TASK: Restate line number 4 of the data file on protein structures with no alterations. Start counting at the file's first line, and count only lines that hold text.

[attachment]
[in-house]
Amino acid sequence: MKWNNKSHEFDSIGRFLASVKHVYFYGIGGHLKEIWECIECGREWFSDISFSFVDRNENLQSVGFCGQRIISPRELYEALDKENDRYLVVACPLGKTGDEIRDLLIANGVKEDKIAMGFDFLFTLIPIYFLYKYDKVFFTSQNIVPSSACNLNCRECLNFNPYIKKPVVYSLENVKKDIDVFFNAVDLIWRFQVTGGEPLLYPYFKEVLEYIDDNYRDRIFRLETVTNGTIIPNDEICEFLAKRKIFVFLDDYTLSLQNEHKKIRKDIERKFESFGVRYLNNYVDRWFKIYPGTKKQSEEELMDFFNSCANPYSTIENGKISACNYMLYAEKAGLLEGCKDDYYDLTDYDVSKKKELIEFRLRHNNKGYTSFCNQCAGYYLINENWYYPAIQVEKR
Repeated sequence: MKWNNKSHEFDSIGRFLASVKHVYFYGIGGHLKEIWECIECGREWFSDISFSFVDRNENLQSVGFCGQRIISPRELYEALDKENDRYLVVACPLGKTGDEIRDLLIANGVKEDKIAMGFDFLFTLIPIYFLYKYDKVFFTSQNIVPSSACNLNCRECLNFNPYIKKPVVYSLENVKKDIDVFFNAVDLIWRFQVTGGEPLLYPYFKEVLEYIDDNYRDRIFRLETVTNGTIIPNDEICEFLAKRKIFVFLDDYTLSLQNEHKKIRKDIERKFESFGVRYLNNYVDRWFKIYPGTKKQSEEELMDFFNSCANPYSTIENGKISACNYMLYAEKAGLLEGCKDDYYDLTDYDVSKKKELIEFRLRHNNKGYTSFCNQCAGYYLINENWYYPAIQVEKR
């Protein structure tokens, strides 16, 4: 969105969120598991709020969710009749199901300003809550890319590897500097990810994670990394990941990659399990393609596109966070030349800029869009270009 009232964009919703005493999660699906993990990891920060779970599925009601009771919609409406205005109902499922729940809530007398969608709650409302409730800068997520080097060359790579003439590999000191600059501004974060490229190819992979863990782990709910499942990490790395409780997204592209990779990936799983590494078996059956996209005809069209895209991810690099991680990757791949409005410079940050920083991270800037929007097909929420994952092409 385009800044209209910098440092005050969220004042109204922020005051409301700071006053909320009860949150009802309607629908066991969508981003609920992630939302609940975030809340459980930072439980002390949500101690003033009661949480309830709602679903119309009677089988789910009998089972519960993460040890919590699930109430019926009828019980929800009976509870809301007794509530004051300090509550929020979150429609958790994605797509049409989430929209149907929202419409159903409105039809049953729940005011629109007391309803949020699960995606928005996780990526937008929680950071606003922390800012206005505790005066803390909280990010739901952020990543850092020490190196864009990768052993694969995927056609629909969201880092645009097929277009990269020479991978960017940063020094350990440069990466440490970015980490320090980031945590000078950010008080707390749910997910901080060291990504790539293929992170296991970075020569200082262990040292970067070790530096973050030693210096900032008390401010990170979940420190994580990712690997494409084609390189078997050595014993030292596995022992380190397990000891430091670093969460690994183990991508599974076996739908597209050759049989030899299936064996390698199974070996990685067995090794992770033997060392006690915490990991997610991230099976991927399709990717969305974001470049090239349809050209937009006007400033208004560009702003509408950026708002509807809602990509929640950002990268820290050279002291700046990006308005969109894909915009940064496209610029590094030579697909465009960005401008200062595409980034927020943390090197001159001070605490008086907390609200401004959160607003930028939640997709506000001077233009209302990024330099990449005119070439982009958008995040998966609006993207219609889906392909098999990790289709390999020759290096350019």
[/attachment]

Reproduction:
């Protein structure tokens, strides 16, 4: 969105969120598991709020969710009749199901300003809550890319590897500097990810994670990394990941990659399990393609596109966070030349800029869009270009 009232964009919703005493999660699906993990990891920060779970599925009601009771919609409406205005109902499922729940809530007398969608709650409302409730800068997520080097060359790579003439590999000191600059501004974060490229190819992979863990782990709910499942990490790395409780997204592209990779990936799983590494078996059956996209005809069209895209991810690099991680990757791949409005410079940050920083991270800037929007097909929420994952092409 385009800044209209910098440092005050969220004042109204922020005051409301700071006053909320009860949150009802309607629908066991969508981003609920992630939302609940975030809340459980930072439980002390949500101690003033009661949480309830709602679903119309009677089988789910009998089972519960993460040890919590699930109430019926009828019980929800009976509870809301007794509530004051300090509550929020979150429609958790994605797509049409989430929209149907929202419409159903409105039809049953729940005011629109007391309803949020699960995606928005996780990526937008929680950071606003922390800012206005505790005066803390909280990010739901952020990543850092020490190196864009990768052993694969995927056609629909969201880092645009097929277009990269020479991978960017940063020094350990440069990466440490970015980490320090980031945590000078950010008080707390749910997910901080060291990504790539293929992170296991970075020569200082262990040292970067070790530096973050030693210096900032008390401010990170979940420190994580990712690997494409084609390189078997050595014993030292596995022992380190397990000891430091670093969460690994183990991508599974076996739908597209050759049989030899299936064996390698199974070996990685067995090794992770033997060392006690915490990991997610991230099976991927399709990717969305974001470049090239349809050209937009006007400033208004560009702003509408950026708002509807809602990509929640950002990268820290050279002291700046990006308005969109894909915009940064496209610029590094030579697909465009960005401008200062595409980034927020943390090197001159001070605490008086907390609200401004959160607003930028939640997709506000001077233009209302990024330099990449005119070439982009958008995040998966609006993207219609889906392909098999990790289709390999020759290096350019």